In order to further elucidate the regulatory mechanisms of gene expression triggered by NIC exposure in black carp, the transcript levels of immune and detoxification-related genes are documented in Table 3. The study revealed a significant upregulation of metabolic pathways, particularly lipoprotein particle remodeling and cholesterol metabolism. The dysregulation of lipid metabolism, which can result in lipid toxicity, is closely associated with mitochondrial dysfunction and subsequent apoptosis. Notably, the apoptosis gene bmf2 was upregulated in NIC-exposed fish, while the mRNA level of ddit4 was downregulated. It is noteworthy that the drug metabolism–cytochrome P450 pathway, encompassing LOC127496265 (cytochrome P450 2G1-like), LOC127506642 (cytochrome P450 2F2-like), LOC127510152 (cytochrome P450 family 2 subfamily K), LOC127518105 (cytochrome P450 3A30), LOC127500040 (cytochrome P450 1A1), LOC127523202 (cytochrome P450 4F3), and LOC127505748 (cytochrome b5), exhibited enrichment, with all components showing downregulation. Additionally, UDP-glycosyltransferase genes, specifically LOC127518436 (UDP-glucuronosyltransferase 1–6) and ugt5d1 (UDP glucuronosyltransferase 5 family, polypeptide D1), displayed a 1.9-fold decrease following exposure to NIC. Furthermore, the results revealed that the upregulation of immune-related genes, such as LOC127518174 (tumor necrosis factor receptor superfamily member 14-like), LOC127520149 (HERV-H LTR-associating protein 2), LOC127500841 (MHC class I antigen), and LOC127517132, in the liver tissue of M. piceus.

4. Discussion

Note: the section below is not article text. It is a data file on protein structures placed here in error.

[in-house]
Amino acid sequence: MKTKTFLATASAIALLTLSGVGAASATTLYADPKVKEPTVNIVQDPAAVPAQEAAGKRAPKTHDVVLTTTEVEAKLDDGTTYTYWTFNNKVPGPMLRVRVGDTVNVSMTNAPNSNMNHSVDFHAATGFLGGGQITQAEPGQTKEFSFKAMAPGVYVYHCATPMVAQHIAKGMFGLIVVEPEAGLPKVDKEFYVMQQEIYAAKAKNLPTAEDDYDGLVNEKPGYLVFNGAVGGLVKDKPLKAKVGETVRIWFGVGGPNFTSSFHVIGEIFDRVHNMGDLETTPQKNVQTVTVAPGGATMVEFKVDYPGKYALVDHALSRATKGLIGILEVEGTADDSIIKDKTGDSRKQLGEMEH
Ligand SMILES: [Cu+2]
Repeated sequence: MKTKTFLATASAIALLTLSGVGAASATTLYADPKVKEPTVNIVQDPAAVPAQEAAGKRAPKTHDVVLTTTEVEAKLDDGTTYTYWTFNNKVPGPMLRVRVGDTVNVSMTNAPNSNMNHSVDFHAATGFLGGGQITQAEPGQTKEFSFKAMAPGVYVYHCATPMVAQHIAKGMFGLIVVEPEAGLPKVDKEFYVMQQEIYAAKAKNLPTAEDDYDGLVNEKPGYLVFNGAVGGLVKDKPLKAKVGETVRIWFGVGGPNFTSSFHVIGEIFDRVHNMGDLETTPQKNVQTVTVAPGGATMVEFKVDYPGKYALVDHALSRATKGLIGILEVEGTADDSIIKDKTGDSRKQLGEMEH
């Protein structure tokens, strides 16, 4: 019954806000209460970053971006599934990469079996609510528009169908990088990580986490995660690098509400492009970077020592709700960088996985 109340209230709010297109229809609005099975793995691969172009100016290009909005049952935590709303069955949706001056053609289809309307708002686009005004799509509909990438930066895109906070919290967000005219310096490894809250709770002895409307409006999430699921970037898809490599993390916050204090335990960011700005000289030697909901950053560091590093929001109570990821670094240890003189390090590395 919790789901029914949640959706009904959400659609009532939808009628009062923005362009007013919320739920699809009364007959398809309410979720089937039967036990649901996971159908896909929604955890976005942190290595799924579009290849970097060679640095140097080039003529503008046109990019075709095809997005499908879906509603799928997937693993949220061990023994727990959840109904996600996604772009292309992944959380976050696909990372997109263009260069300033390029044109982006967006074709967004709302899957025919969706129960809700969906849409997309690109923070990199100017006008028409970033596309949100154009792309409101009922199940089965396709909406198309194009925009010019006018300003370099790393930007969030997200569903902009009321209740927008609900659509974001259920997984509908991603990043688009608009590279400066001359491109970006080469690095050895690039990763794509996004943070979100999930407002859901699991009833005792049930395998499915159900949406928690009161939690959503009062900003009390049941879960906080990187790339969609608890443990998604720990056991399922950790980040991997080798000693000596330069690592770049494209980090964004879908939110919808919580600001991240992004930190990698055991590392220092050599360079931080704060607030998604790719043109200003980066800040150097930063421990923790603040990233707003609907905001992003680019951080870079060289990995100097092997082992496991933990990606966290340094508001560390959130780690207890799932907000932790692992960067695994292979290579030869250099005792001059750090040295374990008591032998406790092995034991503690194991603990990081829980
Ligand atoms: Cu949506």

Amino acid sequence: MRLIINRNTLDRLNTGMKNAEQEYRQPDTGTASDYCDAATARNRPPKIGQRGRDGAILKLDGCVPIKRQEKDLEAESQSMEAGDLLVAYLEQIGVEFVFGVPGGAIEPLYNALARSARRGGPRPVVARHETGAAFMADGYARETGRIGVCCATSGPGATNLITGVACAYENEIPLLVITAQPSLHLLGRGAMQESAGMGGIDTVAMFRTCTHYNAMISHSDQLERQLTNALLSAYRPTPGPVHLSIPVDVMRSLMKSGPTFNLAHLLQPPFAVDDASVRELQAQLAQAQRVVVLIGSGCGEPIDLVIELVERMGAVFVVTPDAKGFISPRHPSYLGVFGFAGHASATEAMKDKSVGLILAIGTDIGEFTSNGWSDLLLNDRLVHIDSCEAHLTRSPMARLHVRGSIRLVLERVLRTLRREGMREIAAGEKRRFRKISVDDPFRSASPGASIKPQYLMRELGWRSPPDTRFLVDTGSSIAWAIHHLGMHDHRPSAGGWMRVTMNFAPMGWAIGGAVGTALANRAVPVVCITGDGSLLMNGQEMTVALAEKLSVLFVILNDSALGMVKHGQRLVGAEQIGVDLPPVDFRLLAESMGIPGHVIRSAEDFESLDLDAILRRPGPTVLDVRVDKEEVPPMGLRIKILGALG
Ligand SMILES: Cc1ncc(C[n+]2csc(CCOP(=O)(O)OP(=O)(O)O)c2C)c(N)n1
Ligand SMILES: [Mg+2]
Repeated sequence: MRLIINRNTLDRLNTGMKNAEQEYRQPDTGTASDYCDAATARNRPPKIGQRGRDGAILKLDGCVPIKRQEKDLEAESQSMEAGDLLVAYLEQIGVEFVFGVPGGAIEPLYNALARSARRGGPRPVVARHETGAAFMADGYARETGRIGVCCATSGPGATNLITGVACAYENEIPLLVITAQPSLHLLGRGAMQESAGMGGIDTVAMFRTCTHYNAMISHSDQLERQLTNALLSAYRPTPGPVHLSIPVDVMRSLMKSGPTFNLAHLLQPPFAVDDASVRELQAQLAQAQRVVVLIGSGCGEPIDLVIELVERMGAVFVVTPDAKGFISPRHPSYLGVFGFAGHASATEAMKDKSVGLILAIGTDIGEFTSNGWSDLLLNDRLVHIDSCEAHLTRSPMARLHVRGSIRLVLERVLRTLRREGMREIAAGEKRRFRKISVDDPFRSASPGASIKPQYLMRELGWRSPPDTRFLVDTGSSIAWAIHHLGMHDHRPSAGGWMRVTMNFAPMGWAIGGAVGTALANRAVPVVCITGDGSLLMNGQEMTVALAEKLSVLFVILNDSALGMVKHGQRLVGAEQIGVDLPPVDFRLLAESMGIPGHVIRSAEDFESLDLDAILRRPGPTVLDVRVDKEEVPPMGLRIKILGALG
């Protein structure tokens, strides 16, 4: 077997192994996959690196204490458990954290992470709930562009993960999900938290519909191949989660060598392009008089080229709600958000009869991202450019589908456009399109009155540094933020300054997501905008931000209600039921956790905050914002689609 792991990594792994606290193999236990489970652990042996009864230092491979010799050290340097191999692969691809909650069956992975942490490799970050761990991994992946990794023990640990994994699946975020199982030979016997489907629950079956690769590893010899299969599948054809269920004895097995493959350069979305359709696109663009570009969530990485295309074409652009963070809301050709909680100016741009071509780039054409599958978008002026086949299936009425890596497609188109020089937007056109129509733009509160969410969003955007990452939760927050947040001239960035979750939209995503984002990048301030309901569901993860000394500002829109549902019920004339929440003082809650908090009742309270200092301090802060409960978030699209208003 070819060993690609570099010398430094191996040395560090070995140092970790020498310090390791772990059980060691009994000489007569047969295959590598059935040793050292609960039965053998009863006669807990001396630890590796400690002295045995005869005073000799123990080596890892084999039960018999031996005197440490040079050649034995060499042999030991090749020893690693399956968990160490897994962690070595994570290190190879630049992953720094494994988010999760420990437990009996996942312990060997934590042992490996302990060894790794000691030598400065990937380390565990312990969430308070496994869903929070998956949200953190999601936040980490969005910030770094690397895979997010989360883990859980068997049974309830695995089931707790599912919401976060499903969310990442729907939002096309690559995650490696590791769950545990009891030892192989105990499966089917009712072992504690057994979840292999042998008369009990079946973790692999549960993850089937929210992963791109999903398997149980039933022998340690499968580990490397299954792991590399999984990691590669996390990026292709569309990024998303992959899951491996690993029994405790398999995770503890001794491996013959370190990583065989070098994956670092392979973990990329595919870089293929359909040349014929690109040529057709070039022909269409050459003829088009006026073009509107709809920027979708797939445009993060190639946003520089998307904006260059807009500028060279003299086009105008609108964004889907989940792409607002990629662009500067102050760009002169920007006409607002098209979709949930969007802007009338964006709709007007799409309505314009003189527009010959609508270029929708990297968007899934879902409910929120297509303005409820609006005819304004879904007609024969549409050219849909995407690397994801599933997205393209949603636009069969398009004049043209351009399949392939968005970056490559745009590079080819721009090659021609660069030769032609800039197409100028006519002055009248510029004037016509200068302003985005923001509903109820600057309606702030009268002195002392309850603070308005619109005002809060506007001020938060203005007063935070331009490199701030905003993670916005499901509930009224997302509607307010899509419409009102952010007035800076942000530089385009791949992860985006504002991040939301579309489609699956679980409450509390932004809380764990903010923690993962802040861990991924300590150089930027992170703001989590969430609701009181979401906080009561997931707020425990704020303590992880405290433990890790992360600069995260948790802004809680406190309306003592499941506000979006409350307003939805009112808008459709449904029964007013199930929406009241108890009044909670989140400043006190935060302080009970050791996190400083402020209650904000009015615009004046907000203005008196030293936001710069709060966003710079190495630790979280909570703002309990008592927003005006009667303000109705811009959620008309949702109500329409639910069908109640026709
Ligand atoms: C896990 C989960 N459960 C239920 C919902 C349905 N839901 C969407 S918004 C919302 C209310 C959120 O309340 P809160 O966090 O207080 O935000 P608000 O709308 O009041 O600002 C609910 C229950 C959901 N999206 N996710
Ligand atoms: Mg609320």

This study utilized a combination of transcriptomics analysis and assessment of physiological and biochemical traits to investigate the broader mechanisms of toxicity associated with niclosamide exposure in a non-target teleost fish species. Through an examination of the changes in biochemical parameters and gene expression profiles in the liver of M. piceus following 28 days of exposure, valuable insights into the molecular and biological responses of this fish to the toxicant, as well as potential detoxification pathways, were gained. As efforts to control molluscicides continue to prioritize minimizing impacts on native, non-target species, it is imperative to incorporate a thorough understanding of the potential adverse effects and pathways of elimination of molluscicides in order to develop more informed and targeted strategies for managing aquatic snails Pomacea canaliculate [22,23]. Consistent with prior findings, niclosamide (NIC) infiltrates the fish organism and predominantly accumulates in the liver [10,24]. The liver functions as the principal organ in fish responsible for metabolizing a variety of xenobiotics, facilitating their detoxification, and aiding in their excretion [6,25,26]. Additionally, the liver serves as one of the largest immune organs in aquatic organisms [27]. Hence, it is essential to assess the effects of niclosamide on livers in a detailed and accurate manner.